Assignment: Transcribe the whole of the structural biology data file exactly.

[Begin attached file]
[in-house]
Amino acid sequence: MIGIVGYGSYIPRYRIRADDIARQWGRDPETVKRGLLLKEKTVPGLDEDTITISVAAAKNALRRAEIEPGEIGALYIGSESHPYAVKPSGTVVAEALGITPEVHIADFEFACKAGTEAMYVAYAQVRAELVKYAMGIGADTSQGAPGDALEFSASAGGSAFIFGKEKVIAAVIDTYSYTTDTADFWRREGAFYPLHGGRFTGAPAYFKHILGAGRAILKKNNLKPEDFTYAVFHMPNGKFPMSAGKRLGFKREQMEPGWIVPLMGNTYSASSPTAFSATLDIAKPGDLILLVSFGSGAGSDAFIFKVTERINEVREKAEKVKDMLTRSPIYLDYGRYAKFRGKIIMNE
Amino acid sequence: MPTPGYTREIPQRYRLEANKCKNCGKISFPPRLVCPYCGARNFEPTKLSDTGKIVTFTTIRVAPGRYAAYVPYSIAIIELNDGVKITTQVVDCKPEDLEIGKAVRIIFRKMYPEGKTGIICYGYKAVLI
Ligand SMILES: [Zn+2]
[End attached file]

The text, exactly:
[in-house]
Amino acid sequence: MIGIVGYGSYIPRYRIRADDIARQWGRDPETVKRGLLLKEKTVPGLDEDTITISVAAAKNALRRAEIEPGEIGALYIGSESHPYAVKPSGTVVAEALGITPEVHIADFEFACKAGTEAMYVAYAQVRAELVKYAMGIGADTSQGAPGDALEFSASAGGSAFIFGKEKVIAAVIDTYSYTTDTADFWRREGAFYPLHGGRFTGAPAYFKHILGAGRAILKKNNLKPEDFTYAVFHMPNGKFPMSAGKRLGFKREQMEPGWIVPLMGNTYSASSPTAFSATLDIAKPGDLILLVSFGSGAGSDAFIFKVTERINEVREKAEKVKDMLTRSPIYLDYGRYAKFRGKIIMNE
Amino acid sequence: MPTPGYTREIPQRYRLEANKCKNCGKISFPPRLVCPYCGARNFEPTKLSDTGKIVTFTTIRVAPGRYAAYVPYSIAIIELNDGVKITTQVVDCKPEDLEIGKAVRIIFRKMYPEGKTGIICYGYKAVLI
Ligand SMILES: [Zn+2]